Cygnus X-1, the mysterious object in space that is considered one of the best known candidates to be a black hole, appears to be producing huge quantities of antimatter, astronomers at the National Aeronautics and Space Administration's Jet Propulsion Laboratory have reported.

Antimatter is just like ordinary matter except that the electrical charge of its particles is opposite that of matter. Near Cygnus X-1, there appear to be vast amounts of positrons, the positively charged equivalent of the familiar negatively charged electron.

"Many theoretical models have predicted this effect {of black holes}, but this is the first clear evidence supporting such predictions," said the laboratory's James Ling, who described the findings earlier this month at a conference here.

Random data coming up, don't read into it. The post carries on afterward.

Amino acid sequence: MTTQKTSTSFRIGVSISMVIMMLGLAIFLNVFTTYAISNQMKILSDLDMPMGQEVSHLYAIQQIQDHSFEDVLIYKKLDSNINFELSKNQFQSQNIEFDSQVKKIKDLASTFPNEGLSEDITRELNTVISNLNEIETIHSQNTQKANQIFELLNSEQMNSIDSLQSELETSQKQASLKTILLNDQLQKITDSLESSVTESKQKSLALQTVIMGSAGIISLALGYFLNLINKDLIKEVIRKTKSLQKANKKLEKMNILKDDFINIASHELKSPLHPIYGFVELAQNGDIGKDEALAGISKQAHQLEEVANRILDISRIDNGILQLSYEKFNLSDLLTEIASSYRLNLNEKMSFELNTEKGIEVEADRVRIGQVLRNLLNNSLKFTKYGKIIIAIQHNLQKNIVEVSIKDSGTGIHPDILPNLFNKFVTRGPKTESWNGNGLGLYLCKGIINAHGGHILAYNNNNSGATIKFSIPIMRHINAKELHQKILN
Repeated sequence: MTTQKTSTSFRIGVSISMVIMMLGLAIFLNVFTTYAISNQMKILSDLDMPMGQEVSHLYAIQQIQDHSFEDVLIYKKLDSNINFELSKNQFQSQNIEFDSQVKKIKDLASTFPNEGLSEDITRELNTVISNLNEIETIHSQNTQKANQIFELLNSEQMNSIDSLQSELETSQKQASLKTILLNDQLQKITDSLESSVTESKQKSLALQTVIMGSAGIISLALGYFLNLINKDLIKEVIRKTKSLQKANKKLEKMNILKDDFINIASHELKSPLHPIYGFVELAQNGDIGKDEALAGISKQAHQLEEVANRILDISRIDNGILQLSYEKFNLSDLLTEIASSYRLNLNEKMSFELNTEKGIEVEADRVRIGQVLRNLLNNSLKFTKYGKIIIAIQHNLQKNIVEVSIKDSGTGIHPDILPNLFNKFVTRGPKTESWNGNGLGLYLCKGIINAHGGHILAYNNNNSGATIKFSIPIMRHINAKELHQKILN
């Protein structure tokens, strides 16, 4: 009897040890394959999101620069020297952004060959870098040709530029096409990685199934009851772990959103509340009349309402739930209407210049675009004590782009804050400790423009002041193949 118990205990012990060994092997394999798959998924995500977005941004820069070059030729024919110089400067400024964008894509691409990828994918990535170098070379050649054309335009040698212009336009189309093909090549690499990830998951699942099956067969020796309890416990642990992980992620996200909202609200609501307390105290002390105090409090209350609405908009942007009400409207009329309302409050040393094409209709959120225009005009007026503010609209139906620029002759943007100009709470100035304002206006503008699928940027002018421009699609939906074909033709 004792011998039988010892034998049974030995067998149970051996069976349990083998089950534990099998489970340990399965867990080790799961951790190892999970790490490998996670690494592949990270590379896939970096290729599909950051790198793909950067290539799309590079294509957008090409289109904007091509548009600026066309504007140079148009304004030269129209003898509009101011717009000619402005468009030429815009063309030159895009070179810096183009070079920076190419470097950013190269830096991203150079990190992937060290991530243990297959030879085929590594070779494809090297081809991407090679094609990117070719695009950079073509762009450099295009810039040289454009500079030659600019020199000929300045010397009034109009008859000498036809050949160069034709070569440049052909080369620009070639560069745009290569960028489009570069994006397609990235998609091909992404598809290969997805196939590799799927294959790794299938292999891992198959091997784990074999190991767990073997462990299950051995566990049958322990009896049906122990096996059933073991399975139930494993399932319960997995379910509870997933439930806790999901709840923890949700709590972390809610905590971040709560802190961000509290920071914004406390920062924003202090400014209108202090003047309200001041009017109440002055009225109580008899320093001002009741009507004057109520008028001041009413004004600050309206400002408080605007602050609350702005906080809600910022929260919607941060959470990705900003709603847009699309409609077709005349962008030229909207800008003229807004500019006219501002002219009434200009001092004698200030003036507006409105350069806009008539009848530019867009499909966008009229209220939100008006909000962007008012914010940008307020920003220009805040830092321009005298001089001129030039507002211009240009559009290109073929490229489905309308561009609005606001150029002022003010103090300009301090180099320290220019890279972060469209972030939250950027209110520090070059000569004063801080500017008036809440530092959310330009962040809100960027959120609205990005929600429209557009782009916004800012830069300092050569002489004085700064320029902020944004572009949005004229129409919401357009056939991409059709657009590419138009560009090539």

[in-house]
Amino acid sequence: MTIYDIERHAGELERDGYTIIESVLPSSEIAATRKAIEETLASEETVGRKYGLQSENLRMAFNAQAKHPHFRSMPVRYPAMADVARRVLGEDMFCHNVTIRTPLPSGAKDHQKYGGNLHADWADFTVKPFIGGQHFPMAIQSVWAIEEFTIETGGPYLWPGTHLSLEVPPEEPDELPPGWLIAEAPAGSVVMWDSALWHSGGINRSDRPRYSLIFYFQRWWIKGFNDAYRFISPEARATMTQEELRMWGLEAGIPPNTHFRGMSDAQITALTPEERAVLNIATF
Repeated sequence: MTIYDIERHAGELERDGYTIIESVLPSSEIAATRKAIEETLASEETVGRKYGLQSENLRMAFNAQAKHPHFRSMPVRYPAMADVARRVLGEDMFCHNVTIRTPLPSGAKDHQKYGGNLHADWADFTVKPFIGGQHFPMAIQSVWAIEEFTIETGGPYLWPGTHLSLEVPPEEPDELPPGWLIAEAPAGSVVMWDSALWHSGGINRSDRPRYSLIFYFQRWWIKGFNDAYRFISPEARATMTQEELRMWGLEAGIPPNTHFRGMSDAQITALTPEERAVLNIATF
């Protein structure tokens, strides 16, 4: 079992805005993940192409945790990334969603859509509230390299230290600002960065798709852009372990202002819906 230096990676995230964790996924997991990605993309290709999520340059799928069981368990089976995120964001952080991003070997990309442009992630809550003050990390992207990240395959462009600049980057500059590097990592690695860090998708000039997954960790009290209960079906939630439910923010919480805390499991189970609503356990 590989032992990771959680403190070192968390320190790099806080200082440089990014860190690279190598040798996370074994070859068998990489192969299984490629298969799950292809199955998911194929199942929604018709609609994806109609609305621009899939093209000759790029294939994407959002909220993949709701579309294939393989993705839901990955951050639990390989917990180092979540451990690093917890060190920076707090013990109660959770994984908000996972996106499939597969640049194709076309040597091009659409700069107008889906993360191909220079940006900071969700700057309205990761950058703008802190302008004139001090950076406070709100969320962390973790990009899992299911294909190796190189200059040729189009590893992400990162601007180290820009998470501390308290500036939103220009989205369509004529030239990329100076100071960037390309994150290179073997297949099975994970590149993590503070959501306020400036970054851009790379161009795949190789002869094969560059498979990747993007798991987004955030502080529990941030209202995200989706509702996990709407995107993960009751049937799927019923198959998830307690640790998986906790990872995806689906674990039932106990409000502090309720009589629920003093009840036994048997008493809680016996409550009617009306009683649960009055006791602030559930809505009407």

Cygnus X-1, which is about 7,500 light years from Earth, has been known for years as a powerful source of X-rays. That is why astrophysicists consider it a probable black hole. The evidence indicates that Cygnus X-1 contains a mass equivalent to 10 suns compressed into an infinitely small point. The gravity is so strong within a surrounding sphere about 40 miles in diameter that nothing, not even light, can escape.

Meanwhile, the object is attracting matter from a nearby companion star, causing it to rush toward the black hole and go into orbit in a so-called accretion disk. As some matter falls into the black hole, more replaces it from the companion star. The density of matter spinning around Cygnus X-1 appears to be so great that friction of the particles hitting each other has produced tremendous quantities of energy. The energy excites the atoms in a way that causes them to emit X-rays. It is because of the X-ray intensity that astrophysicists suspect Cygnus X-1 is a black hole.